What were Fryeburg, Kennebunkport, Kittery, Ogunquit, and Old Orchard Beach’s biggest challenges in setting up this project?
Determining allocations. For the Net Energy Billing Credit agreements, municipalities need to determine the amount of solar they would like allocated by account. Determining the allocation amounts for hundreds of electricity accounts across six different entities was complex and time-consuming.
Waiting for a commercial operation date. For all solar projects, there is a long wait between when the contracts are signed and when the solar farms actually begin to produce electricity. There have been a number of factors that have made this wait particularly drawn out, confusing, and frustrating for SMSC members. Challenges such as interconnection cluster studies, revisions to Maine’s Net Energy Billing law, pandemic-induced labor and supply chain delays, and the US Commerce Department’s solar tariff investigation on panels imported from Southeast Asia have all caused delays in the projects’ timeline.
What advice would Fryeburg, Kennebunkport, Kittery, Ogunquit, and Old Orchard Beach give other local governments as they pursue climate action projects?
Work together. Many of your municipality’s climate priorities are likely similar to those of your neighboring municipalities. Collaborate to tackle challenging projects; doing so can decrease costs, increase efficiencies, and provide valuable perspectives to your climate action projects.
Lead by example in your community. Municipalities can demonstrate the benefits of different climate actions to their community members. Make sure to engage your community about why you are participating in climate action projects and programs. It’s a perfect opportunity to educate and inspire others to take action as well.
How does this project fit into Fryeburg, Kennebunkport, Kittery, Ogunquit, and Old Orchard Beach’s broader climate and community goals?
In 2019, the SMPDC established its Regional Sustainability and Resilience Program, a two-year pilot program that helps each town accomplish its individual coastal resilience and sustainability objectives. The program’s key goals include collaboration, assessment, integration, and action.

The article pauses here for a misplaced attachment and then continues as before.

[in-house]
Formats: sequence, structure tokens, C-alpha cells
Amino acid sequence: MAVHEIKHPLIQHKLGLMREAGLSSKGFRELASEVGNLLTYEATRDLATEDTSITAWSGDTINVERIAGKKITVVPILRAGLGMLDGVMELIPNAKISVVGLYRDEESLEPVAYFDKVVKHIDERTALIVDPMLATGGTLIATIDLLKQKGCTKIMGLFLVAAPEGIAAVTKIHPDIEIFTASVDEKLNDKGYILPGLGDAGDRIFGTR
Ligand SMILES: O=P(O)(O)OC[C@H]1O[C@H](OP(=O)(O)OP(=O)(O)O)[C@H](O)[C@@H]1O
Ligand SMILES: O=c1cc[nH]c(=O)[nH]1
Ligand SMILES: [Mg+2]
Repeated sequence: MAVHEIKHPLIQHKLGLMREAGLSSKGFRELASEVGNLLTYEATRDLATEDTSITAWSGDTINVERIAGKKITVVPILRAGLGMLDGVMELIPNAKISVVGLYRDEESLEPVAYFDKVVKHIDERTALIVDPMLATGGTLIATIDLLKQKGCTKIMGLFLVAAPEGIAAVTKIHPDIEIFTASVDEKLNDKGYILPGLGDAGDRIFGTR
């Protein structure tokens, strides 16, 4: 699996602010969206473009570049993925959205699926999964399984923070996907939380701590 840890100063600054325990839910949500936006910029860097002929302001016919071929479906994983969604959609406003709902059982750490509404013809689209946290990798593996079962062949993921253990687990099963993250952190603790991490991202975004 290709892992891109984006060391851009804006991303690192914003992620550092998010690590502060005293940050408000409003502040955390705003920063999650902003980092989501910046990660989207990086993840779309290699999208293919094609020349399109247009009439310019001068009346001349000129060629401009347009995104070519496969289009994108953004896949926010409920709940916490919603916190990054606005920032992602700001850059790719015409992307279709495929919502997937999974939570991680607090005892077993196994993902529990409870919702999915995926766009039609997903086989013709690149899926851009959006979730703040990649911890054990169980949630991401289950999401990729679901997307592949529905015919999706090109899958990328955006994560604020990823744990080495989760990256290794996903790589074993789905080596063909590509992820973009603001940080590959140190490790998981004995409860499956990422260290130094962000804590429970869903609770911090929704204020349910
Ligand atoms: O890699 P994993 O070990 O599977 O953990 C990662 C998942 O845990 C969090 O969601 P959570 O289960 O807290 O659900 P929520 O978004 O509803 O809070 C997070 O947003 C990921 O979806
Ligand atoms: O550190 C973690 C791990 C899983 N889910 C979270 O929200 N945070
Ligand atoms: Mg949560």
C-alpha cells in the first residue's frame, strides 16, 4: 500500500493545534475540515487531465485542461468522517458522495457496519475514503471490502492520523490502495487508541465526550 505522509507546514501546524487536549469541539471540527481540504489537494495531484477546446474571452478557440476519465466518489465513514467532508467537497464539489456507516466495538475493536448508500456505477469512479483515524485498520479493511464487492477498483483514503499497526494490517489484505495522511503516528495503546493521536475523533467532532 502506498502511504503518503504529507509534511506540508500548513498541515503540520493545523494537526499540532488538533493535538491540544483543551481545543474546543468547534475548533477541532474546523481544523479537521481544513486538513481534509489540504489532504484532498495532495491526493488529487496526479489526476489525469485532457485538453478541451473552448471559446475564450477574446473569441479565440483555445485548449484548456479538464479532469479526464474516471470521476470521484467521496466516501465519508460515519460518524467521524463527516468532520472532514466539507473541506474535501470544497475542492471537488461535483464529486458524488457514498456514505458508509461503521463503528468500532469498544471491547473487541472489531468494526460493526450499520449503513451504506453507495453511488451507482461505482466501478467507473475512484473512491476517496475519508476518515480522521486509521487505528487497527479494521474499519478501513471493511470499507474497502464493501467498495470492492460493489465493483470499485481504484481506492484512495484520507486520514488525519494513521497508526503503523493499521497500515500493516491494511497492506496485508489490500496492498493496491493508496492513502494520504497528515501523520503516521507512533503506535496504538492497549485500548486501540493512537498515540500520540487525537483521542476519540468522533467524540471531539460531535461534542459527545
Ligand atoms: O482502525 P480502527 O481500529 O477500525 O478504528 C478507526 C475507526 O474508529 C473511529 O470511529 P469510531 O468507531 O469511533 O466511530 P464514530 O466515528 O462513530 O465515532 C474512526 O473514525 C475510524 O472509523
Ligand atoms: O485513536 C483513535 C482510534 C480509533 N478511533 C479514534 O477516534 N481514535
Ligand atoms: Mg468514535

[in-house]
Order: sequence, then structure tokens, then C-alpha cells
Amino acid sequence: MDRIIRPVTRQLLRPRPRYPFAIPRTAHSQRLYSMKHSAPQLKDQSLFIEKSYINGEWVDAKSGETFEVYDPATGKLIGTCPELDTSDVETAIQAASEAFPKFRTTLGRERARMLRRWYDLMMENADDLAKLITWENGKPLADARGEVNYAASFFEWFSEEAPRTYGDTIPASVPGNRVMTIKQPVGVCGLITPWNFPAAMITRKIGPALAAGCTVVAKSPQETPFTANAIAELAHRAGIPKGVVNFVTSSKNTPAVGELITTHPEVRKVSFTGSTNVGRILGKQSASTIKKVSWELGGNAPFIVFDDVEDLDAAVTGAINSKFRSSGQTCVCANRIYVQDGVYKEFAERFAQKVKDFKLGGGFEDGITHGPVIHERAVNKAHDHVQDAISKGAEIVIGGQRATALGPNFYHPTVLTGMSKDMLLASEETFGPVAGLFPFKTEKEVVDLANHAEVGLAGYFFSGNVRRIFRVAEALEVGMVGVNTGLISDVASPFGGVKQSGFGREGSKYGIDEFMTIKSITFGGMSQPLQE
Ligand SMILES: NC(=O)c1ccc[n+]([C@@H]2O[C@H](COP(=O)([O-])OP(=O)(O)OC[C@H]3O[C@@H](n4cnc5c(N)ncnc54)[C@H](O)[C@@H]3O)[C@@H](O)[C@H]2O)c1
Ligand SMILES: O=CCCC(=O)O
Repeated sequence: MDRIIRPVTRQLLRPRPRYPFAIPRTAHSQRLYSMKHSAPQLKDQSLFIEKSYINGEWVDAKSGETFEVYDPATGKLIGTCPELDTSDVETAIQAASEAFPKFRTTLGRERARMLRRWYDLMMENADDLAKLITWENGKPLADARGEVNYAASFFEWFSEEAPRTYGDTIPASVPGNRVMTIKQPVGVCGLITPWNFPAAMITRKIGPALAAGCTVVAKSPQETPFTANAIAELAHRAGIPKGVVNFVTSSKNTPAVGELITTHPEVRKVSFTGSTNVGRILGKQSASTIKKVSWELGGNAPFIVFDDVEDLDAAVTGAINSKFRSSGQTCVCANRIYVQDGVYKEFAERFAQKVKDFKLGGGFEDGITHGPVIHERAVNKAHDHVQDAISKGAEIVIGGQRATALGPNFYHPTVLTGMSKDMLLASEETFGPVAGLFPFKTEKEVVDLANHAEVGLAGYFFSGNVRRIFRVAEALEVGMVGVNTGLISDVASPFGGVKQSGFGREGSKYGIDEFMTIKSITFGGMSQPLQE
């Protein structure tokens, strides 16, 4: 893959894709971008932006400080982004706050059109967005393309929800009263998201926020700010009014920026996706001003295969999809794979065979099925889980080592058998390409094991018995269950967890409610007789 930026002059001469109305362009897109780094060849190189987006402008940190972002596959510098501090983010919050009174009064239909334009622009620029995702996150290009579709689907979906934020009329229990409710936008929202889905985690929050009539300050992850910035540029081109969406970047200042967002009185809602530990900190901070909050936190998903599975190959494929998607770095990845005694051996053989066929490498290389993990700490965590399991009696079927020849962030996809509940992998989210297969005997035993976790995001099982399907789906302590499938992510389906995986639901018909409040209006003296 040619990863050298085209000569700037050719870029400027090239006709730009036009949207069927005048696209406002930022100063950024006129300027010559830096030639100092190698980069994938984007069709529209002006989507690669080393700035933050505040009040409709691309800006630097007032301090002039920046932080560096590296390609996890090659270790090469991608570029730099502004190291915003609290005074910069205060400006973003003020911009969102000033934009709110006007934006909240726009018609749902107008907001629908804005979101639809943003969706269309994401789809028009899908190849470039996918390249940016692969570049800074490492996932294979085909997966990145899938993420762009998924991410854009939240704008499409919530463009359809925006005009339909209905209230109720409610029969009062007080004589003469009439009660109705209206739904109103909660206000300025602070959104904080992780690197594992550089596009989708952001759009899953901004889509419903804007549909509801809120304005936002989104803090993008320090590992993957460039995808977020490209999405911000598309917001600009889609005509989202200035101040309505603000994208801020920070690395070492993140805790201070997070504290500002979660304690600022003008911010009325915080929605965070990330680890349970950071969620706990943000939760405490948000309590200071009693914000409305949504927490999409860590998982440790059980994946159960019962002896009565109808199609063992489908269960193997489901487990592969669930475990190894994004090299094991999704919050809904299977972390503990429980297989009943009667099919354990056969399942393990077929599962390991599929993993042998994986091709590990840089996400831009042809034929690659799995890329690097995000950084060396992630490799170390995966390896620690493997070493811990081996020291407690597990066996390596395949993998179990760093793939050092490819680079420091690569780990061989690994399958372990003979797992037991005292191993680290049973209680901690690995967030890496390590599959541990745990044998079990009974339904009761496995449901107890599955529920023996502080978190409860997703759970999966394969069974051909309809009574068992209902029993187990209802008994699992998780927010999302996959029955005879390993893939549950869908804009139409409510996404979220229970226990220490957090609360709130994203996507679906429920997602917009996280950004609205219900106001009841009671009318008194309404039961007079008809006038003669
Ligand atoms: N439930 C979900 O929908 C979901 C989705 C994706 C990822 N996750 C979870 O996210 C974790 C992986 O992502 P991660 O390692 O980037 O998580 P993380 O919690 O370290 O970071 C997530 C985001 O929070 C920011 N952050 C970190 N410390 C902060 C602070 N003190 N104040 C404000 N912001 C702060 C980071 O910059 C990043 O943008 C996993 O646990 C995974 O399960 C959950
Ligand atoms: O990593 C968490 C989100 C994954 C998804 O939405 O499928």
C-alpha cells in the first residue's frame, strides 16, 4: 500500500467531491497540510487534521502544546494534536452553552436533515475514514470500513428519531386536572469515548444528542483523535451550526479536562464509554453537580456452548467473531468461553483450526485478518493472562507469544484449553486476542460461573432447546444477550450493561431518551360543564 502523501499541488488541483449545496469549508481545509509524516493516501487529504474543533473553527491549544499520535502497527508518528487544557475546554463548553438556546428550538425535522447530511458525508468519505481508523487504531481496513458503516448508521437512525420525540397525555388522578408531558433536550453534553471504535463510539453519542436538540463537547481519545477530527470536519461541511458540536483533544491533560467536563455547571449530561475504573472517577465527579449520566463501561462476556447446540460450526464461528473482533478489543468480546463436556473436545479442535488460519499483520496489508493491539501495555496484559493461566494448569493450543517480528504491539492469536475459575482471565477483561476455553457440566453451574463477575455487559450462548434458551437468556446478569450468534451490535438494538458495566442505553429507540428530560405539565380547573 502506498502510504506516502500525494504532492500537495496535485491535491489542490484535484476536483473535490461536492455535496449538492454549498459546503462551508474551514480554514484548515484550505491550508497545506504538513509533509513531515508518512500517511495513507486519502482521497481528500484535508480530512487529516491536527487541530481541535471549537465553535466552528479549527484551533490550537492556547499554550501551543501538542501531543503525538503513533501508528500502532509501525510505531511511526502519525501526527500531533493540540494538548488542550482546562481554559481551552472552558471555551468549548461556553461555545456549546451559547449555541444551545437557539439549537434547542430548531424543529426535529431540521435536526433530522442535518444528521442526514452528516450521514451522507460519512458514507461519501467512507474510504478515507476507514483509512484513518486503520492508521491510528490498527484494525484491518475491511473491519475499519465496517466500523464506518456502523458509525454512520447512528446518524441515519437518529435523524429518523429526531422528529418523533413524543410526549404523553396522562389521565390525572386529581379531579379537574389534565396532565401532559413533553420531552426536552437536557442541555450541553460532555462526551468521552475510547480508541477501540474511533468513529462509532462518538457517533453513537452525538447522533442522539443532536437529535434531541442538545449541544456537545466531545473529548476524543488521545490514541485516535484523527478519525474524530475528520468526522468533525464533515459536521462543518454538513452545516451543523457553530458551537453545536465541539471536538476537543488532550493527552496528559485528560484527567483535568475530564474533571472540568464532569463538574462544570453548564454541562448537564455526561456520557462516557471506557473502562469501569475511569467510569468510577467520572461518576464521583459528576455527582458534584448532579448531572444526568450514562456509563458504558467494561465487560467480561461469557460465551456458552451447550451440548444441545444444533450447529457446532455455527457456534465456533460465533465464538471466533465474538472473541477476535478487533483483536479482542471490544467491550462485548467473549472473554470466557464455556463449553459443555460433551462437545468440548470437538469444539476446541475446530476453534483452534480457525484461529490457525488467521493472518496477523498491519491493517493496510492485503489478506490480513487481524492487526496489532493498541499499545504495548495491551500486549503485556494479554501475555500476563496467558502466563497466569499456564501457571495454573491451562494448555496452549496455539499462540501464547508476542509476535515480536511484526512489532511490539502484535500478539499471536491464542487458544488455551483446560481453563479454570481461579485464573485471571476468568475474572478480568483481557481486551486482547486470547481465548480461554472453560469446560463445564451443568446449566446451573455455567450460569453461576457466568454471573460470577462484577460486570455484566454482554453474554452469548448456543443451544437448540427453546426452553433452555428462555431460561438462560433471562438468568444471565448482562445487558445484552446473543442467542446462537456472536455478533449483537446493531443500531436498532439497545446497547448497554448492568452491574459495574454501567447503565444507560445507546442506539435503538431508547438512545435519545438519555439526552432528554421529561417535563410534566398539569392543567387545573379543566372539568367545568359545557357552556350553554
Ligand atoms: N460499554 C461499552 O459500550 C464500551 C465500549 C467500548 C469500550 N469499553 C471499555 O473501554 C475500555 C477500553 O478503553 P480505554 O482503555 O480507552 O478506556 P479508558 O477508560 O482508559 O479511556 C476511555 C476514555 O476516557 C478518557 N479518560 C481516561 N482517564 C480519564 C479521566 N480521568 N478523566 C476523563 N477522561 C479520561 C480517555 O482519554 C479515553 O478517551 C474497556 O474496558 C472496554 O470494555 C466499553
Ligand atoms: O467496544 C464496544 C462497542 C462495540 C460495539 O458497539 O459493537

The SMSC helps the SMPDC accomplish a critical pillar of its sustainability agenda: renewable energy procurement, policy, and outreach.
The SMSC also helps the state of Maine reach the goals laid out in its four-year climate action plan, particularly “Strategy C: Reduce Carbon Emissions in Maine’s Energy and Industrial Sectors through Clean-Energy Innovation.” Collaborative procurement processes like that of the SMSC will help Maine reach its goal of having 80% of its electricity usage come from renewable generation by 2030.
Additional Information and Resources
- Southern Maine Solar Collaborative website
- Southern Maine Solar Collaborative Memorandum of Understanding (Project MoU)
- SMPDC Sothern Main Solar Collaborative Request for Proposals Q & A Summary (Q&A from RFP process in spring 2021)
- How a joint procurement approach is a win for these Southern Maine towns (New Project Media writeup on SMSC)
- SMPDC Regional Sustainability and Resilience Program (Information about the SMPDC program)
- Southern Maine Municipal Solar Forum (Pre-recorded webinar) (Webinar featuring various solar projects in Maine, including the SMPDC project)
- Southern Maine towns participating in a solar collaborative (News article)
- How a 2019 Maine law spurred $100 million in solar investment (News article)
- Kennebunkport joins solar power collaborative (News article)
- ‘Just plain great’: New energy contract to save Kennebunkport $30K per year (News article)
- Southern Maine towns seek proposals from solar developers to help reduce energy costs (News article)
This project was included on the Renewables Accelerator’s list: 10 of the Most Noteworthy Local Government Renewables Deals of 2021.